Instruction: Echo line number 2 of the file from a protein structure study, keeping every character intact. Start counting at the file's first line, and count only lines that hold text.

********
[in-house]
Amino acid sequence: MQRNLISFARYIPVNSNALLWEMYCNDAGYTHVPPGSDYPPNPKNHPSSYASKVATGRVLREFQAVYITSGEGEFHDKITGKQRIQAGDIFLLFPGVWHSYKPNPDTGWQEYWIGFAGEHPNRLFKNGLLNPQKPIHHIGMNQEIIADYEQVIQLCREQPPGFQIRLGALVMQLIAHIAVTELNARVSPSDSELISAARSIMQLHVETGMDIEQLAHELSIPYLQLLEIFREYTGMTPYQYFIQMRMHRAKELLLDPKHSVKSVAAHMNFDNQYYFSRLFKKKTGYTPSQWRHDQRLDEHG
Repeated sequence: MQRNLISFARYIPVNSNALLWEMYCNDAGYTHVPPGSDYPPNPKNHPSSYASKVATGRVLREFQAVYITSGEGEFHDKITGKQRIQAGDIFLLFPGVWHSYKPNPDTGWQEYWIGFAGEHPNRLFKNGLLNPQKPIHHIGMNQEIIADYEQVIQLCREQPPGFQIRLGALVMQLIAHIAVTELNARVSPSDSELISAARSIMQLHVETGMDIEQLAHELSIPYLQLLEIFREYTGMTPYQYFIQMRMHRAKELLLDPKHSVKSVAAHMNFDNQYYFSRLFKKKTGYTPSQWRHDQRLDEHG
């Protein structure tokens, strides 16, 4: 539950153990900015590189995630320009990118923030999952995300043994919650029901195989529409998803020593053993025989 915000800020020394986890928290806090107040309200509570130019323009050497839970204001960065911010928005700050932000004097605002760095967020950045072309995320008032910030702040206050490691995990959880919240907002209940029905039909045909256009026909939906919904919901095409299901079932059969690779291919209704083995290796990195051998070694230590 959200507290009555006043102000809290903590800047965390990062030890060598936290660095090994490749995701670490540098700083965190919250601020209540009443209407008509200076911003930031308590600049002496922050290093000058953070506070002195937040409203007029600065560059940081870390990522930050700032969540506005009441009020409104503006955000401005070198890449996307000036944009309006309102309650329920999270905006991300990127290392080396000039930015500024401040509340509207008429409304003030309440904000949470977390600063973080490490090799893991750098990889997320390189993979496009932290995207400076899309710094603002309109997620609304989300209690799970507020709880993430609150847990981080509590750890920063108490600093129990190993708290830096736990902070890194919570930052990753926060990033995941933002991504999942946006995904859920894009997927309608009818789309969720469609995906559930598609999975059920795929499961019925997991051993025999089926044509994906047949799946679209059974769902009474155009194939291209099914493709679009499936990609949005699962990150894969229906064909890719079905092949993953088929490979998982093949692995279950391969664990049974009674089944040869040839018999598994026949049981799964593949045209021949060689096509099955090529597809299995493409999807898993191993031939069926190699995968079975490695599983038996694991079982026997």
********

Amino acid sequence: MQRNLISFARYIPVNSNALLWEMYCNDAGYTHVPPGSDYPPNPKNHPSSYASKVATGRVLREFQAVYITSGEGEFHDKITGKQRIQAGDIFLLFPGVWHSYKPNPDTGWQEYWIGFAGEHPNRLFKNGLLNPQKPIHHIGMNQEIIADYEQVIQLCREQPPGFQIRLGALVMQLIAHIAVTELNARVSPSDSELISAARSIMQLHVETGMDIEQLAHELSIPYLQLLEIFREYTGMTPYQYFIQMRMHRAKELLLDPKHSVKSVAAHMNFDNQYYFSRLFKKKTGYTPSQWRHDQRLDEHG